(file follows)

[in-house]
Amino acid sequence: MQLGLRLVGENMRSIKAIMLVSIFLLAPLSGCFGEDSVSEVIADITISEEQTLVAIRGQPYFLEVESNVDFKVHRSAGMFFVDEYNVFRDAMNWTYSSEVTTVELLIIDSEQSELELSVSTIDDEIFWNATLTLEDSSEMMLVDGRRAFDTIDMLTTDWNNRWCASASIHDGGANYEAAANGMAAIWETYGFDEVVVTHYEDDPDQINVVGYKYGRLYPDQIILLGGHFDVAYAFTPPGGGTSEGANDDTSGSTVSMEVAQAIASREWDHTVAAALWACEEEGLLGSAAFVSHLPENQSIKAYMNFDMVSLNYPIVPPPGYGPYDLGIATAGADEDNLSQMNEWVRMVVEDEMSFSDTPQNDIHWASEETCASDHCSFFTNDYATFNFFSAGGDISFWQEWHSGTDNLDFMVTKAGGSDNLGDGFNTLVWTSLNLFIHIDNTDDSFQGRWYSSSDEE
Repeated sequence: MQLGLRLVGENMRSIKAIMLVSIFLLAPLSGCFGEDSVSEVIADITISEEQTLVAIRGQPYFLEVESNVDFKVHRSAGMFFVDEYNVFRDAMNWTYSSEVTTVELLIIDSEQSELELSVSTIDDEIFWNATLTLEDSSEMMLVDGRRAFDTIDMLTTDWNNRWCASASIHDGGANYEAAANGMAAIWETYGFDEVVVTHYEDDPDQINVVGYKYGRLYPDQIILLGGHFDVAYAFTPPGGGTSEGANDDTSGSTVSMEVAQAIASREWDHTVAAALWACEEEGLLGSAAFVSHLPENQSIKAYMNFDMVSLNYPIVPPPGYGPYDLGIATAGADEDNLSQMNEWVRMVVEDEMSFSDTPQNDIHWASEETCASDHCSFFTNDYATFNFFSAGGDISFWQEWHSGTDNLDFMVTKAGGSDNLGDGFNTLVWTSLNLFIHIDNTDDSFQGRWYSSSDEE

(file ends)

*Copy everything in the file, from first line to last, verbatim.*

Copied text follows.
[in-house]
Amino acid sequence: MQLGLRLVGENMRSIKAIMLVSIFLLAPLSGCFGEDSVSEVIADITISEEQTLVAIRGQPYFLEVESNVDFKVHRSAGMFFVDEYNVFRDAMNWTYSSEVTTVELLIIDSEQSELELSVSTIDDEIFWNATLTLEDSSEMMLVDGRRAFDTIDMLTTDWNNRWCASASIHDGGANYEAAANGMAAIWETYGFDEVVVTHYEDDPDQINVVGYKYGRLYPDQIILLGGHFDVAYAFTPPGGGTSEGANDDTSGSTVSMEVAQAIASREWDHTVAAALWACEEEGLLGSAAFVSHLPENQSIKAYMNFDMVSLNYPIVPPPGYGPYDLGIATAGADEDNLSQMNEWVRMVVEDEMSFSDTPQNDIHWASEETCASDHCSFFTNDYATFNFFSAGGDISFWQEWHSGTDNLDFMVTKAGGSDNLGDGFNTLVWTSLNLFIHIDNTDDSFQGRWYSSSDEE
Repeated sequence: MQLGLRLVGENMRSIKAIMLVSIFLLAPLSGCFGEDSVSEVIADITISEEQTLVAIRGQPYFLEVESNVDFKVHRSAGMFFVDEYNVFRDAMNWTYSSEVTTVELLIIDSEQSELELSVSTIDDEIFWNATLTLEDSSEMMLVDGRRAFDTIDMLTTDWNNRWCASASIHDGGANYEAAANGMAAIWETYGFDEVVVTHYEDDPDQINVVGYKYGRLYPDQIILLGGHFDVAYAFTPPGGGTSEGANDDTSGSTVSMEVAQAIASREWDHTVAAALWACEEEGLLGSAAFVSHLPENQSIKAYMNFDMVSLNYPIVPPPGYGPYDLGIATAGADEDNLSQMNEWVRMVVEDEMSFSDTPQNDIHWASEETCASDHCSFFTNDYATFNFFSAGGDISFWQEWHSGTDNLDFMVTKAGGSDNLGDGFNTLVWTSLNLFIHIDNTDDSFQGRWYSSSDEE